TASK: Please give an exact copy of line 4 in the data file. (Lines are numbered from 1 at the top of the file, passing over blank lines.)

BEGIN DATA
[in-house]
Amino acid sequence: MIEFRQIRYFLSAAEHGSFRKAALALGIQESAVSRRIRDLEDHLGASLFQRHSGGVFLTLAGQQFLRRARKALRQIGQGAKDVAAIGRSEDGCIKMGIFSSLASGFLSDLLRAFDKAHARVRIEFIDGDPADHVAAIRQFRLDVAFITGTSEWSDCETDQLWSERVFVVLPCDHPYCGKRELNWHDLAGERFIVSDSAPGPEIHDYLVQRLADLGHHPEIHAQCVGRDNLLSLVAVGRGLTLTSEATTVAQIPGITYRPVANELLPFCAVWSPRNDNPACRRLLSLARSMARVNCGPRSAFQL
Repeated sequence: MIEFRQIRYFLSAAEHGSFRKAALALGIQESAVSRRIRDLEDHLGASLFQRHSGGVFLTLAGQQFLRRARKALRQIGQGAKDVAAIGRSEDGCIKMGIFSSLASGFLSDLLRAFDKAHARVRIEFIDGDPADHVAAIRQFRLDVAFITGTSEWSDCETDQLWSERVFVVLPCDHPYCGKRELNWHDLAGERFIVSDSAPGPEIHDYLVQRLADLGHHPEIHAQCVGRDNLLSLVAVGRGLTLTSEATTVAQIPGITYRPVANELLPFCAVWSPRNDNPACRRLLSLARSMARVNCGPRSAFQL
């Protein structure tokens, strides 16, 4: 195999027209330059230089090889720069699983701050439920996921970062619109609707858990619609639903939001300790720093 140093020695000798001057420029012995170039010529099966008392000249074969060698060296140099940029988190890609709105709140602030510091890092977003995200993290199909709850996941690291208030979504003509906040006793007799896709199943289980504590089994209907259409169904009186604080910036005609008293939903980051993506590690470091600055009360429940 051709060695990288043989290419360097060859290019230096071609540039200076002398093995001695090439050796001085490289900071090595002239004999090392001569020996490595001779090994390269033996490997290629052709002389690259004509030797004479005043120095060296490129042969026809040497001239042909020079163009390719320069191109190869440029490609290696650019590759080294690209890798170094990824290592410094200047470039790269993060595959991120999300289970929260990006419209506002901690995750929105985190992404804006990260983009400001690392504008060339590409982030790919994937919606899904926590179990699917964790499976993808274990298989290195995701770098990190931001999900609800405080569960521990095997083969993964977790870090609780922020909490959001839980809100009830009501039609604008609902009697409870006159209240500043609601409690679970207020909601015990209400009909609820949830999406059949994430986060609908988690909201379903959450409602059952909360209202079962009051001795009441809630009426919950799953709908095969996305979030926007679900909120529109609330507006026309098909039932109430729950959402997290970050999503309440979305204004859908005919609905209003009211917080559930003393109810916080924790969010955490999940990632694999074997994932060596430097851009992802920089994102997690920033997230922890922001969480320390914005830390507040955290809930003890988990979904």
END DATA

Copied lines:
């Protein structure tokens, strides 16, 4: 195999027209330059230089090889720069699983701050439920996921970062619109609707858990619609639903939001300790720093 140093020695000798001057420029012995170039010529099966008392000249074969060698060296140099940029988190890609709105709140602030510091890092977003995200993290199909709850996941690291208030979504003509906040006793007799896709199943289980504590089994209907259409169904009186604080910036005609008293939903980051993506590690470091600055009360429940 051709060695990288043989290419360097060859290019230096071609540039200076002398093995001695090439050796001085490289900071090595002239004999090392001569020996490595001779090994390269033996490997290629052709002389690259004509030797004479005043120095060296490129042969026809040497001239042909020079163009390719320069191109190869440029490609290696650019590759080294690209890798170094990824290592410094200047470039790269993060595959991120999300289970929260990006419209506002901690995750929105985190992404804006990260983009400001690392504008060339590409982030790919994937919606899904926590179990699917964790499976993808274990298989290195995701770098990190931001999900609800405080569960521990095997083969993964977790870090609780922020909490959001839980809100009830009501039609604008609902009697409870006159209240500043609601409690679970207020909601015990209400009909609820949830999406059949994430986060609908988690909201379903959450409602059952909360209202079962009051001795009441809630009426919950799953709908095969996305979030926007679900909120529109609330507006026309098909039932109430729950959402997290970050999503309440979305204004859908005919609905209003009211917080559930003393109810916080924790969010955490999940990632694999074997994932060596430097851009992802920089994102997690920033997230922890922001969480320390914005830390507040955290809930003890988990979904």